THERE MAY BE NO great fiery issues dominating next Tuesday's elections in Virginia, but voters should relish this significant opportunity to grade the performances of their state and local governments. For Northern Virginia, there is an especially important standard to use in making these judgements: the degree to which various candidates are likely to succeed in winning understanding in Richmond for the concerns of this part of the state. It is a test not only for those who are running for the General Assembly -- but for all candidates seeking more local option authority from the state legislature.

Metro is an obvious example. Most of the candidates for state and local offices support completion of the subway system -- but that faces a stiff challenge next year. First, members of the Northern Virginia delegation to Richmond need to secure a necessary commitment of state assistance; that's a budget matter. But they also will need to cooperate with local officials in drawing up a plan to raise local share of money for Metro; and that requires permission from Richmond and follow-up action by the local governments.

These valuable abilities are not confined to any one political party. In both the House of Delegates and the State Senate, there are incumbents who have served Northern Virginia with distinction and political savvy. The senior and most influential of these is the Senate majority leader, Adelard L. Brault (D-Fairfax County), whose experience, abilities and rank make him the best choice in the 34th District. Other region include Democrats Clive DuVal and Joseph V. Gartlan from Fairfax County and Republican Wiley F. Mitchell from Alexandria.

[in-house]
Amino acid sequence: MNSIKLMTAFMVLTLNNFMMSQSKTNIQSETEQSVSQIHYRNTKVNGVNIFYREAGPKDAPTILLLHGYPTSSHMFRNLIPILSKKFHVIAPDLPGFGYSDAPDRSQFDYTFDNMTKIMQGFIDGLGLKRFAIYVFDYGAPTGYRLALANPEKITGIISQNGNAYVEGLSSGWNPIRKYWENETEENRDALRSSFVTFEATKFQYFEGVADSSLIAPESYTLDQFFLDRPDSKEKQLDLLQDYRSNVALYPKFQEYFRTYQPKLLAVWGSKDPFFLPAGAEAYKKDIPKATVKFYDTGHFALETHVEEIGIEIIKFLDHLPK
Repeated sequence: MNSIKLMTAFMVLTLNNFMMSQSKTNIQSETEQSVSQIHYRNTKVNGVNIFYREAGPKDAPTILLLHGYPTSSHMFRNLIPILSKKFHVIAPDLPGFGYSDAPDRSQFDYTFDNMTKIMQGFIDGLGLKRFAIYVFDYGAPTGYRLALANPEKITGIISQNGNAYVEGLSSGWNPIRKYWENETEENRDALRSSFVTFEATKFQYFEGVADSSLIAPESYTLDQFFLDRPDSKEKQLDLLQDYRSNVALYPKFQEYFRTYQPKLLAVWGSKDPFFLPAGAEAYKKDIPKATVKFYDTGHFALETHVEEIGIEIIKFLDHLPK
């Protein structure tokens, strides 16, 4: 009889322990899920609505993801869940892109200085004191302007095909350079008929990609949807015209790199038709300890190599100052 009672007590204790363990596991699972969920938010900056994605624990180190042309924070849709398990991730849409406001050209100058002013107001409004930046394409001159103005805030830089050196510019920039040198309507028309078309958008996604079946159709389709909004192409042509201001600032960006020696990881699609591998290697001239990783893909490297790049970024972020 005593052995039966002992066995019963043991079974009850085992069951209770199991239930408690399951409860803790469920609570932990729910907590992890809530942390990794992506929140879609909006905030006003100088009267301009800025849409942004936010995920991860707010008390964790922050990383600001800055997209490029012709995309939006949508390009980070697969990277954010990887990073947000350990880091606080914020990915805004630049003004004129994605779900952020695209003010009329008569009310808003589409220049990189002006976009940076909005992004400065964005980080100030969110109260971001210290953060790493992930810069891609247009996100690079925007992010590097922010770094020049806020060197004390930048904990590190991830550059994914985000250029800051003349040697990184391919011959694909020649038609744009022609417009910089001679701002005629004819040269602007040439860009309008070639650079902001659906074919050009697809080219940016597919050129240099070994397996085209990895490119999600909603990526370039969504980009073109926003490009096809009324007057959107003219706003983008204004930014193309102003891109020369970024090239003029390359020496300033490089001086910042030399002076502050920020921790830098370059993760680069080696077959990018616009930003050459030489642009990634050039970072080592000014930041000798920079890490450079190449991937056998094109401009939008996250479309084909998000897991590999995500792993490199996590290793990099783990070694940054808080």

In the House, most of the Republican and Democratic inclumbents deserve reelection. In the 19th District, however, voters could improve their representation by dropping Robert L. Thoburn and Robert E. Harris from their list of five choices. Their only distinction in Richmond has been to vote against nearly every piece of progressive legislation sought by the rest of the Northern Virginia delegation, including one crucial vote against a Metro money bill. Among the new candidates and challengers for the House, there are some impressive candidates with solid experience in regional legislative affairs: Republicans Elizabeth C. (Betty) MCcann of Alexandria and James H. (Jim) Dillard of Fairfax, and Democrat Barbara W. Weiss of Vienna.

In Fairfax County, where the entire Board of Supervisors is up for election, the records of those seeking reelection are generally good. Chairman John F. Herrity (R), though running against an able challenger in Vivian E. Watts (D), has himself improved his style markedly over the years -- now taking a moderate and regional approach to issues as well as to colleagues on the board. In Loudoun and Prince William counties, meanwhile, no great evidence of a need for change has emerged.

The Arlington County Board elections do afford voters an important choice. Though Republican Walter L. Frankland now claims to be a supporter of the Metro system, his longtime opposition to the subway and his narrow understanding of its financing have not stood him or Arlington in good stead on the Metro board. Any of the other candidates for the two open board seats would be preferably.

In Alexandria, the local contest of note is for commonwealth's attorney -- and the best candidate is John E. Kloch. Mr Kloch was instrumental in cleaning up the scandals attached to that office and in getting William Cowhig to resign. For that particular public service, as well as for his emphasis of honest law enforcement, Mr. Kloch deserves election.